Final FRCR (Part A) exam

Also known as "the 2A exam"


 

 Contents


 

Overview

After passing the First FRCR exams (anatomy and physics), the next step is to pass the Final FRCR (Part A) exam.  The FRCR 2A exam consists of 2 papers sat on the same day; each paper containing 120 single-best-answer questions (240 questions in total).  Each paper lasts 3 hours.

 Two papers, One exam

  • The exam is split into two papers purely to allow for a break during the 6 hour assessment.  The papers comprise one exam and there is no concept of passing one paper.  The pass mark and results issued related to the one single exam.

Candidates are examined on all aspects of clinical radiology and this exam must be passed before a candidate can attempt the Final FRCR (Part B) exam.  The exam can only be attempted after a minimum of 2 years of formal radiology training (i.e. ST3).

The exam is made up of 40 questions from each of the following subspecialties:

  • Cardiothoracic and Vascular
  • Musculoskeletal and Trauma
  • Gastro-intestinal
  • Genito-urinary, Adrenal, Obstetrics & Gynaecology and Breast
  • Paediatric
  • Central Nervous and Head & Neck

Both papers will be completely mixed and contain questions from all subspecialties.  The results after the exam will be broken down by subspecialty so you receive feedback on your strong and weak areas.  The pass and fail will be based purely on overall percentage.

The examinations are held twice a year in December and June.  Exact exam dates can be found on the RCR website here.  We recommend starting revision as early as possible (mid-ST2).  More information including sample questions can be found at the Royal College of Radiologists website.

 

Top tips for the 2A exam

 

  1. Apply for the examination in good time

    • Many trainees (and we know this has happened to some of our colleagues) forget that the exam application deadline comes pretty early and miss out by applying too late.  You must ensure that you receive confirmation that your application was received by the college (by e-mail or letter) BEFORE the deadline, even if it was submitted online.  Always apply at least 2-3 weeks before the deadline.

  2. Do lots of practise questions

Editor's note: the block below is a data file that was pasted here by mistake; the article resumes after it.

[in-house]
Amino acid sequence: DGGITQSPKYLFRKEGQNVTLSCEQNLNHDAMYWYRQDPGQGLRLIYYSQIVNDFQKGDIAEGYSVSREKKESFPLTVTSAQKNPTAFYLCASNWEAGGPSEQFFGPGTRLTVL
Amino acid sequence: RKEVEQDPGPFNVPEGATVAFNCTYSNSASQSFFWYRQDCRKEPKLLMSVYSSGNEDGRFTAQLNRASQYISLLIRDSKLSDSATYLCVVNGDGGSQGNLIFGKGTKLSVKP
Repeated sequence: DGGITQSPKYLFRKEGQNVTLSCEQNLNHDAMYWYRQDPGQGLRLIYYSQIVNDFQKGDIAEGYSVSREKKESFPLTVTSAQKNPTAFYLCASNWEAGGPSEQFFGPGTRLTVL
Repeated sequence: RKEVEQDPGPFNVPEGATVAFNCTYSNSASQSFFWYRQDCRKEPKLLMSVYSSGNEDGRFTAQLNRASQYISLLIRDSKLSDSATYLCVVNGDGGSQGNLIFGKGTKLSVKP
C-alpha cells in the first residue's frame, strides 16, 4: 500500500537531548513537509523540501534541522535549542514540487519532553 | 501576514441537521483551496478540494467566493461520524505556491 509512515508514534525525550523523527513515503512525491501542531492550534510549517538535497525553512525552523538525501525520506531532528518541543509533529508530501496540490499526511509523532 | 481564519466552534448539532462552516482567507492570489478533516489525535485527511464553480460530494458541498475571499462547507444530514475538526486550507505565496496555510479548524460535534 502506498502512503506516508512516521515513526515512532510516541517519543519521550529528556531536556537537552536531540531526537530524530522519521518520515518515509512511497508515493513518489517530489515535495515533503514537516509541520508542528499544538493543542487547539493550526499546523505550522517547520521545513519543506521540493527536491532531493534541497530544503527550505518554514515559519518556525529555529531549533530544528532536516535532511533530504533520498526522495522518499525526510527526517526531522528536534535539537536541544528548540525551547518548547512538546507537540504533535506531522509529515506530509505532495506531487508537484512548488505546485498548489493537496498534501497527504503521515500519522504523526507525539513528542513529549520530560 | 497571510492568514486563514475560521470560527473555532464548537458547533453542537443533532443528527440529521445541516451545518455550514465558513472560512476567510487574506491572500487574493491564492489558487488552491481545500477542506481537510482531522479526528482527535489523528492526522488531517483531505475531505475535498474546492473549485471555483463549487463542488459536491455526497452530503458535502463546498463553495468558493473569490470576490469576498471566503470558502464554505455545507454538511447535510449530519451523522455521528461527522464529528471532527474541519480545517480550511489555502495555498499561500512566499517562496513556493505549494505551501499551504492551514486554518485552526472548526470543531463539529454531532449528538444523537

• Probably the most important tip!  Practise questions get you used to the style of the exam and are a great way to learn.  We recommend the following approach for each question:

      1. Attempt the question
      2. Understand the answer
      3. Spend time reading around each of the stems of the single best answer (SBA) question

  3. Invest in several question books, a general radiology textbook and a reference text

    • Question books are a must (see point 2).  It is also worth getting a general radiology textbook such as Grainger & Allison’s Diagnostic Radiology, Fundamentals of Diagnostic Radiology (Brant & Helms) or Primer of Diagnostic Imaging (Weissleder).  These are good to read through before starting the practise questions and will give you a good overview of the sort of topics you will need to cover in more detail.  Lastly a reference text is an absolute must.  Radiology Café recommends the Radiology Review Manual by Wolfgang Dahnert.  You will not be expected to learn this cover to cover (as that will probably take all of your free time!), but when looking things up and reading around questions, few others books have the required level of detail that Dahnert does.

  4. Mark the answer sheet clearly

    • A computer is used to read the answer sheets so mark them clearly with a HB pencil. If you place an incorrect mark, ensure you rub it out fully!

  5. Don't be discouraged if you fail

    • The 2A exam is tough.  Just remember that when you come to retake, you will have already done half of the work!  You probably just need that little bit extra to pass!

 

FRCR 2A revision books


Essential:

Radiology Review Manual
Wolfgang Dahnert

Radiology Review Manual

The essential radiology reference text.  It has everything you need to know about radiology.  The 2A exams often ask you about the smallest of details straight out of this book.  I used this as a reference while revising for the exams and it is well worth it.  Strongly recommended.

 

Fundamentals of Skeletal Radiology
Clyde Helms

Fundamentals of Skeletal Radiology

Known as "the pink book".  A superb introduction to musculoskeletal radiology providing a good overview of tricky areas, particularly bone lesions.  Recommend reading cover to cover before doing practise 2A questions.

 

Recommended:

 

Online resources

 

 

If you have anything you would like to add to this page or know of any useful tips/resources for future exam candidates, then please contact us and we will consider adding to this page!